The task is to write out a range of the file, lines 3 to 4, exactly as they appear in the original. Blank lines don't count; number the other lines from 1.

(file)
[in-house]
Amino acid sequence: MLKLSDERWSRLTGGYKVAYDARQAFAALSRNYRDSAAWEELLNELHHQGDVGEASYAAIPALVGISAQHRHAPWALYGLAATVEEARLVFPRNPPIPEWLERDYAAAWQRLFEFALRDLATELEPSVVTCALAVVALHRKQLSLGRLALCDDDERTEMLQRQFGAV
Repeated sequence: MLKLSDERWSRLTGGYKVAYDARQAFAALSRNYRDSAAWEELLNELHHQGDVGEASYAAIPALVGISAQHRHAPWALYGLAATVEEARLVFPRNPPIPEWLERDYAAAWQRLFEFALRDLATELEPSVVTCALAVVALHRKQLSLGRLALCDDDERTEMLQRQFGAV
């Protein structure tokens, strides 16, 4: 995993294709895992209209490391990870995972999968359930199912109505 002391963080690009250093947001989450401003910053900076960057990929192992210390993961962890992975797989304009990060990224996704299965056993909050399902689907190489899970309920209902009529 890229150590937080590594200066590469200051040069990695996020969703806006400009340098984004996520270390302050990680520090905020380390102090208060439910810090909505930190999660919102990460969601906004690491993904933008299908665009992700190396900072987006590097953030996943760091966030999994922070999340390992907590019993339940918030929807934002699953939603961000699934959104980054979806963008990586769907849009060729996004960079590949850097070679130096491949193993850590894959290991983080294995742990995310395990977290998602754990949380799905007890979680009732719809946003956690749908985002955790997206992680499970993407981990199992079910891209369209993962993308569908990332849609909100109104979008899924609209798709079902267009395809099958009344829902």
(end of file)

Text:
Repeated sequence: MLKLSDERWSRLTGGYKVAYDARQAFAALSRNYRDSAAWEELLNELHHQGDVGEASYAAIPALVGISAQHRHAPWALYGLAATVEEARLVFPRNPPIPEWLERDYAAAWQRLFEFALRDLATELEPSVVTCALAVVALHRKQLSLGRLALCDDDERTEMLQRQFGAV
């Protein structure tokens, strides 16, 4: 995993294709895992209209490391990870995972999968359930199912109505 002391963080690009250093947001989450401003910053900076960057990929192992210390993961962890992975797989304009990060990224996704299965056993909050399902689907190489899970309920209902009529 890229150590937080590594200066590469200051040069990695996020969703806006400009340098984004996520270390302050990680520090905020380390102090208060439910810090909505930190999660919102990460969601906004690491993904933008299908665009992700190396900072987006590097953030996943760091966030999994922070999340390992907590019993339940918030929807934002699953939603961000699934959104980054979806963008990586769907849009060729996004960079590949850097070679130096491949193993850590894959290991983080294995742990995310395990977290998602754990949380799905007890979680009732719809946003956690749908985002955790997206992680499970993407981990199992079910891209369209993962993308569908990332849609909100109104979008899924609209798709079902267009395809099958009344829902």